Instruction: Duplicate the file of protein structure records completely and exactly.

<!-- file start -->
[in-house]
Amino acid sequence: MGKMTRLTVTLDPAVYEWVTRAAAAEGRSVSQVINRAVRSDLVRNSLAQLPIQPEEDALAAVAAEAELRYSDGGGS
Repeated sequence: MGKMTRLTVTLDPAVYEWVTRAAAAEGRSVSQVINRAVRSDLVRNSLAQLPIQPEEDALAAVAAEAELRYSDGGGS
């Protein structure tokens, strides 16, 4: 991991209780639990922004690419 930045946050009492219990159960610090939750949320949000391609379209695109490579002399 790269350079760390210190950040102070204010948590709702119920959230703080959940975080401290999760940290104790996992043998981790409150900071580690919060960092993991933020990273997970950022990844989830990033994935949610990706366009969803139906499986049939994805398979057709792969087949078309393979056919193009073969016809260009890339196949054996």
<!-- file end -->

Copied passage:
[in-house]
Amino acid sequence: MGKMTRLTVTLDPAVYEWVTRAAAAEGRSVSQVINRAVRSDLVRNSLAQLPIQPEEDALAAVAAEAELRYSDGGGS
Repeated sequence: MGKMTRLTVTLDPAVYEWVTRAAAAEGRSVSQVINRAVRSDLVRNSLAQLPIQPEEDALAAVAAEAELRYSDGGGS
């Protein structure tokens, strides 16, 4: 991991209780639990922004690419 930045946050009492219990159960610090939750949320949000391609379209695109490579002399 790269350079760390210190950040102070204010948590709702119920959230703080959940975080401290999760940290104790996992043998981790409150900071580690919060960092993991933020990273997970950022990844989830990033994935949610990706366009969803139906499986049939994805398979057709792969087949078309393979056919193009073969016809260009890339196949054996």